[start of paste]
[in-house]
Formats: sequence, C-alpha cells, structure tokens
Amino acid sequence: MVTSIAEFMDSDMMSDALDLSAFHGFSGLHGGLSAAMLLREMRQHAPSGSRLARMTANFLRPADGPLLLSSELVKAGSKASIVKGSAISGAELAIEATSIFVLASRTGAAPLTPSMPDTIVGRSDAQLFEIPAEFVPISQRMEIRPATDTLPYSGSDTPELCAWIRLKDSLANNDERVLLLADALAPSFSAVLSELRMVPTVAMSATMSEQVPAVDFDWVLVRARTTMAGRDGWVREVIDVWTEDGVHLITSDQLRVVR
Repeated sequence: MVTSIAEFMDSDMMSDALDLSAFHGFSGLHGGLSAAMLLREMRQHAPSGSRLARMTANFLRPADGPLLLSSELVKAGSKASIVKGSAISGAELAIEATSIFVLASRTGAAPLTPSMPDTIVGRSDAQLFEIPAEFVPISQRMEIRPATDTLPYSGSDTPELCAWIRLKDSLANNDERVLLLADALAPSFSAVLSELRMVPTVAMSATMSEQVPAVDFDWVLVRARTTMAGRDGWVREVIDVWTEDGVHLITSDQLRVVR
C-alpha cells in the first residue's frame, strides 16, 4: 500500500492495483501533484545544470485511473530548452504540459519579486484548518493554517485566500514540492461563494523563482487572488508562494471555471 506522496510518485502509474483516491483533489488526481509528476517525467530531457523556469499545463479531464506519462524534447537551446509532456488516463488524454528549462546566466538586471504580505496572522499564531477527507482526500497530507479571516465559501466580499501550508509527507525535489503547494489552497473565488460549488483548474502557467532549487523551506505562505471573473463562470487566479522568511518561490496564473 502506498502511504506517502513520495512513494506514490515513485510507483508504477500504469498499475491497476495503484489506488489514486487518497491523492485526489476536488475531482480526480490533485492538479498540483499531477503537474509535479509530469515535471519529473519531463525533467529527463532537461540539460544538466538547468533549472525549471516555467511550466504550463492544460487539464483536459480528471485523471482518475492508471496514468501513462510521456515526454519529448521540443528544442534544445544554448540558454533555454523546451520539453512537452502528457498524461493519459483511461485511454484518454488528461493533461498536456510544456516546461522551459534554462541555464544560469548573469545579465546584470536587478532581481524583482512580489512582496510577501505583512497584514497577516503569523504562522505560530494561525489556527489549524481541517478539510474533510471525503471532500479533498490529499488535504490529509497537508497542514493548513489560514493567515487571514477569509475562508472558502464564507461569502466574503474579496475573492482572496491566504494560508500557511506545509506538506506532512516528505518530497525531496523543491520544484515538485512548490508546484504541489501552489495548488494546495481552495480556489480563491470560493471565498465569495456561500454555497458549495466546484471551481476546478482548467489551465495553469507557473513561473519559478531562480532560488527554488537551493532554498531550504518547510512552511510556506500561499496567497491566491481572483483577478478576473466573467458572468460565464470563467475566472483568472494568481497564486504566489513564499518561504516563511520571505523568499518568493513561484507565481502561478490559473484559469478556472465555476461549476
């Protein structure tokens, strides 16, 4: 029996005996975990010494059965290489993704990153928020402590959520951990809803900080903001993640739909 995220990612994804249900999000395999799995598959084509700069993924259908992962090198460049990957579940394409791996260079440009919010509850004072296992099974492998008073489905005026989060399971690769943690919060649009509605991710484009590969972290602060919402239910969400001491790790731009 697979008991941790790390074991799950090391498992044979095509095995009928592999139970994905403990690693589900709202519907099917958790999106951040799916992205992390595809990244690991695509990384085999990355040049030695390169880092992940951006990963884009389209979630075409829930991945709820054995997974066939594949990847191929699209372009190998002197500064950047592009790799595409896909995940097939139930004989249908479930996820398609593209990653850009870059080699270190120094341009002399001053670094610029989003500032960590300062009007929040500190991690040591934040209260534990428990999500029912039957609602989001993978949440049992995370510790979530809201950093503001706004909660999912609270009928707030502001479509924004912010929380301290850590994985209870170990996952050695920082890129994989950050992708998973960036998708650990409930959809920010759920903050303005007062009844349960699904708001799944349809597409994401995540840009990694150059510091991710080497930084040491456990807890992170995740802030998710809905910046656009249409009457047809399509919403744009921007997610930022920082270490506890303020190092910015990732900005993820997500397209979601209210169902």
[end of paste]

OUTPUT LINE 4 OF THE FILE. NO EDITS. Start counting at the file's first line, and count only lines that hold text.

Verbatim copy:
Repeated sequence: MVTSIAEFMDSDMMSDALDLSAFHGFSGLHGGLSAAMLLREMRQHAPSGSRLARMTANFLRPADGPLLLSSELVKAGSKASIVKGSAISGAELAIEATSIFVLASRTGAAPLTPSMPDTIVGRSDAQLFEIPAEFVPISQRMEIRPATDTLPYSGSDTPELCAWIRLKDSLANNDERVLLLADALAPSFSAVLSELRMVPTVAMSATMSEQVPAVDFDWVLVRARTTMAGRDGWVREVIDVWTEDGVHLITSDQLRVVR